Restriction of Televised NFL Games I

On the 13th week of the 1971 season, the Miami Dolphins went to Baltimore on a Saturday afternoon. This was a nationally televised game between two  AFC Power Houses.  Avid pro football fans in Philadelphia turned on KYW Channel 3, the NBC Station,  to watch the game.  After that, avid pro football fans in Philadelphia called KYW Channel 3, the NBC outlet, to protest the black out.  There was the Boardwalk Bowl in Atlantic City 60 miles away, which nobody cared about.

The Sports Broadcasting Act, approved September  30, 1961 states the following: The National Collegiate Athletic Association, which regulates college football, lobbied for a special provision in the SBA that only applied to the NFL. The NCAA was concerned that the NFL might use its new found television freedom to compete against college football games that were played on Fridays and Saturdays. Thus, at the NCAA’s insistence, Congress qualified its antitrust exemption to say that a television contract was still an “unreasonable” restraint of trade if it allowed. The act itself read.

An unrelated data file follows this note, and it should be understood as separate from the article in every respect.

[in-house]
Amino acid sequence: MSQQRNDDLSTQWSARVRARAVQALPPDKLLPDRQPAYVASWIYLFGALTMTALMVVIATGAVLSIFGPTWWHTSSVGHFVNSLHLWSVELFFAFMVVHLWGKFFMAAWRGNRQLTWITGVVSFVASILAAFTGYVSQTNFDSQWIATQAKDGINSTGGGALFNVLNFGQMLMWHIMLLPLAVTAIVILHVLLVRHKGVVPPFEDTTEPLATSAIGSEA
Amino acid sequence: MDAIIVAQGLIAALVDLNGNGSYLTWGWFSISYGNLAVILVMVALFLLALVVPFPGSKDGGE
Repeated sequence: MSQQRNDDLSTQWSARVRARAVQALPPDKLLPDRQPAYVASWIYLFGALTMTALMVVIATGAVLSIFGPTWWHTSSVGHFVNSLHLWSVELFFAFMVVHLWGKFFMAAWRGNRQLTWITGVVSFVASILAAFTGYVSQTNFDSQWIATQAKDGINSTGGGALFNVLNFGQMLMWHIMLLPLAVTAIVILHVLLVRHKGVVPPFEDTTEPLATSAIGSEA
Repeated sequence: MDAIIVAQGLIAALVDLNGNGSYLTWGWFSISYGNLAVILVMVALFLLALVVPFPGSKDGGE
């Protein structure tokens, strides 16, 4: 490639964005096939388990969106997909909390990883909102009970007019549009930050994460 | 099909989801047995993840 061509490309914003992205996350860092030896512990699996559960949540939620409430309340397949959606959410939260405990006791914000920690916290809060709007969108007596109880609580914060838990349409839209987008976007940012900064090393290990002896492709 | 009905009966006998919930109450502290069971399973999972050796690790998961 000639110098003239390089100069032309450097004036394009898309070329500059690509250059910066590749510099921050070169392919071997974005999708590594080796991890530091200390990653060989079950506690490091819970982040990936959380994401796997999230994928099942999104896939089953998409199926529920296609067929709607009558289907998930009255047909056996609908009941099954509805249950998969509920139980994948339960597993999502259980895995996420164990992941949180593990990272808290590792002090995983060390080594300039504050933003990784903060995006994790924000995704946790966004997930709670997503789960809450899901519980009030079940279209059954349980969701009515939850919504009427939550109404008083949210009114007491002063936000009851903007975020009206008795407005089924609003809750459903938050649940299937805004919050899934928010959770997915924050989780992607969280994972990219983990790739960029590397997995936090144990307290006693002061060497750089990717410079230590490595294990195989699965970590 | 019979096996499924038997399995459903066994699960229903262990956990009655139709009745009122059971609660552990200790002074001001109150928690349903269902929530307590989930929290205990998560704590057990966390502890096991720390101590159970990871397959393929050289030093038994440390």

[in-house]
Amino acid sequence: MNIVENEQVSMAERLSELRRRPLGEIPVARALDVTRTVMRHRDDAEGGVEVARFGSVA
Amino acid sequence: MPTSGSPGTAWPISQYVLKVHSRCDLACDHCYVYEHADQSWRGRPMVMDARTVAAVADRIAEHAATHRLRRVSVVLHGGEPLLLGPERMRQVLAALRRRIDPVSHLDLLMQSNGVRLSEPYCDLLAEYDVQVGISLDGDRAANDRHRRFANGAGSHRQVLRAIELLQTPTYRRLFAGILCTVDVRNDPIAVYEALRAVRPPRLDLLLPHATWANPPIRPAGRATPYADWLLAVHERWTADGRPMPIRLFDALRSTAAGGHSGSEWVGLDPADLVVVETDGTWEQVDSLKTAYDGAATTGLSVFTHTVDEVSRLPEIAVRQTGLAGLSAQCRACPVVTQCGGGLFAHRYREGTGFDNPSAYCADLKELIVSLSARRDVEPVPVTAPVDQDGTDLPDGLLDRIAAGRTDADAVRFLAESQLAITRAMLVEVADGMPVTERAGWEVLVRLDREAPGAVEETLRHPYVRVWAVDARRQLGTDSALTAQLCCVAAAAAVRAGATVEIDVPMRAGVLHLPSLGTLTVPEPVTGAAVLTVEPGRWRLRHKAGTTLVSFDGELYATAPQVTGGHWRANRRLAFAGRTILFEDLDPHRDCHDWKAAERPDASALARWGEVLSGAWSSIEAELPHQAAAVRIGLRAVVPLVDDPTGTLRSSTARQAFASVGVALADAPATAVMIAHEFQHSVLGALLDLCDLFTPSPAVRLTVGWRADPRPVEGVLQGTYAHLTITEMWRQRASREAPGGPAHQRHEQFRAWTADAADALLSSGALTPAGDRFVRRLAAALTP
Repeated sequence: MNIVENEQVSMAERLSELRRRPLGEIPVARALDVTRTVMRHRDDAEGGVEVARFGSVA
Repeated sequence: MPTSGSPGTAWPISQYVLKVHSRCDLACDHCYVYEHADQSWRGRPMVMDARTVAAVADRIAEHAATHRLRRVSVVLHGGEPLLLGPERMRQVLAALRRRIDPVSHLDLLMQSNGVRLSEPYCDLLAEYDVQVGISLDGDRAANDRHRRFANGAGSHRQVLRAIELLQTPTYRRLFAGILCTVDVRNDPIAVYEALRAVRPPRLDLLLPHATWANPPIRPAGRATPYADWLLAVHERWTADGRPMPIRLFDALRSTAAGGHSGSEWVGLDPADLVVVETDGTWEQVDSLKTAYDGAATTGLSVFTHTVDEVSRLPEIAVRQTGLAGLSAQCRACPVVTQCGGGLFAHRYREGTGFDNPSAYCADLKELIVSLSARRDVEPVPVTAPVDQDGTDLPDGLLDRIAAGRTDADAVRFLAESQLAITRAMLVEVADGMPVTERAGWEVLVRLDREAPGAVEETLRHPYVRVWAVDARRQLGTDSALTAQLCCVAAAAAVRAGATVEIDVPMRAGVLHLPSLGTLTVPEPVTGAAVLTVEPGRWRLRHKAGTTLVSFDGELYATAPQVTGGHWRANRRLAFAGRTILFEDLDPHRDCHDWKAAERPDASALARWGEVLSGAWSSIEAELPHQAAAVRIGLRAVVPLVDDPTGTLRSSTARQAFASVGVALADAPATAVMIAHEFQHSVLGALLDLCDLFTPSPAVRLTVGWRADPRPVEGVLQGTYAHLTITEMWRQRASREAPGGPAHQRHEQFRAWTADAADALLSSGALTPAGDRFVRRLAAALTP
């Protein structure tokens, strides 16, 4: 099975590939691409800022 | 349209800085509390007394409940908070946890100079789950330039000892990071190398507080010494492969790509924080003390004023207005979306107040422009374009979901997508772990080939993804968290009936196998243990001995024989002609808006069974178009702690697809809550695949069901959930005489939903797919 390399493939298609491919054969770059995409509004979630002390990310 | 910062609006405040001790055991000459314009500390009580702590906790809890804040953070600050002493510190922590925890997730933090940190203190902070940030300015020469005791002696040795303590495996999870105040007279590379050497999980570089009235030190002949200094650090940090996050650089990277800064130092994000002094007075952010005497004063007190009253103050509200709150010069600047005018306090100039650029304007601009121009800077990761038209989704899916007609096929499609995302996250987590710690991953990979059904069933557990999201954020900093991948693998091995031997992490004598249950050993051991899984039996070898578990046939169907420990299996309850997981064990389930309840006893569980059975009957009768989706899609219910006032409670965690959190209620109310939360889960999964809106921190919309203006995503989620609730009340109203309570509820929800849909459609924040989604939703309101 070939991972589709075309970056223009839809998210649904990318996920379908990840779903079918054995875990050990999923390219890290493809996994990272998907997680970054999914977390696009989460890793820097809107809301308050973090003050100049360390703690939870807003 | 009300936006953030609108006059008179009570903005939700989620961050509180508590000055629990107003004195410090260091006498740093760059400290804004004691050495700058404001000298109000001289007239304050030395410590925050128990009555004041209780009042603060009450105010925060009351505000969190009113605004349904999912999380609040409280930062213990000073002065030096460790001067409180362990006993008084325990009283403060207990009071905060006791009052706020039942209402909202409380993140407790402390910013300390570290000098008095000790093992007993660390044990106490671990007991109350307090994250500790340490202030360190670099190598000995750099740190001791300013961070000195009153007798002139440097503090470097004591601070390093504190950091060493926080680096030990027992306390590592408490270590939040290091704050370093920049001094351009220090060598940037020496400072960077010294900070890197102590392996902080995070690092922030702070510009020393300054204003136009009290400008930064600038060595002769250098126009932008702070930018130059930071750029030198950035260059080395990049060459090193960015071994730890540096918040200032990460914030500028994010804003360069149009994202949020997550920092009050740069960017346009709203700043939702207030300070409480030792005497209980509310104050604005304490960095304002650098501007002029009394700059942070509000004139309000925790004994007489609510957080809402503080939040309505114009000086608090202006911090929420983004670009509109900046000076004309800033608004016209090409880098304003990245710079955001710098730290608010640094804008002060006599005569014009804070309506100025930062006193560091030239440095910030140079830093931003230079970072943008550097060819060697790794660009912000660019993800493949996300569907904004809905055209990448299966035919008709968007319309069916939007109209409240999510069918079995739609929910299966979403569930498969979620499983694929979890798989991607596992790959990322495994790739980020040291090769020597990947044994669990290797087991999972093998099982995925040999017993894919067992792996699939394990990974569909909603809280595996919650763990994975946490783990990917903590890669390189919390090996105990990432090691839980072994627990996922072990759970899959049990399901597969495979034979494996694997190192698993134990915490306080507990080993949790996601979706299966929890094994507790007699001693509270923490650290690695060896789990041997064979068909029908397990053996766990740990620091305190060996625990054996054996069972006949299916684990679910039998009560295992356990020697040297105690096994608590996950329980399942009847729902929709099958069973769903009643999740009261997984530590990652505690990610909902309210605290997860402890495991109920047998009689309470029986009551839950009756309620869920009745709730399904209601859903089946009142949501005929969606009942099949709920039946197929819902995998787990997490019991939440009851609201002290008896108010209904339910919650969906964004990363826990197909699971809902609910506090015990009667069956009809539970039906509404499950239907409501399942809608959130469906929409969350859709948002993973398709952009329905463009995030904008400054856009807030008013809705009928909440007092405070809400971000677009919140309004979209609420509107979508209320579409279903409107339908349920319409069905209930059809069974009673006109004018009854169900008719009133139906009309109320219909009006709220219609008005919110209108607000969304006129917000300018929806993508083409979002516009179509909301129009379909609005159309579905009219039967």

“The telecasting of all or a substantial part of any professional football game on any Friday after six o’clock postmeridian or on any Saturday during the period beginning on the second Friday in September and ending on the second Saturday in December in any year from any telecasting station located within seventy-five miles of the game site of any intercollegiate or interscholastic football contest scheduled to be played on such a date.

To sum up there can no telecast of an NFL Game anywhere on a Friday night or Saturday until the second Saturday in December.  Since television began, the networks had a Saturday  game on television the last two weekends of the season.  Even so, the networks blacked out a city within a 60 mile radius of a college game.

Advertisements

Leave a Reply

Fill in your details below or click an icon to log in:

WordPress.com Logo

You are commenting using your WordPress.com account. Log Out / Change )

Twitter picture

You are commenting using your Twitter account. Log Out / Change )

Facebook photo

You are commenting using your Facebook account. Log Out / Change )

Google+ photo

You are commenting using your Google+ account. Log Out / Change )

Connecting to %s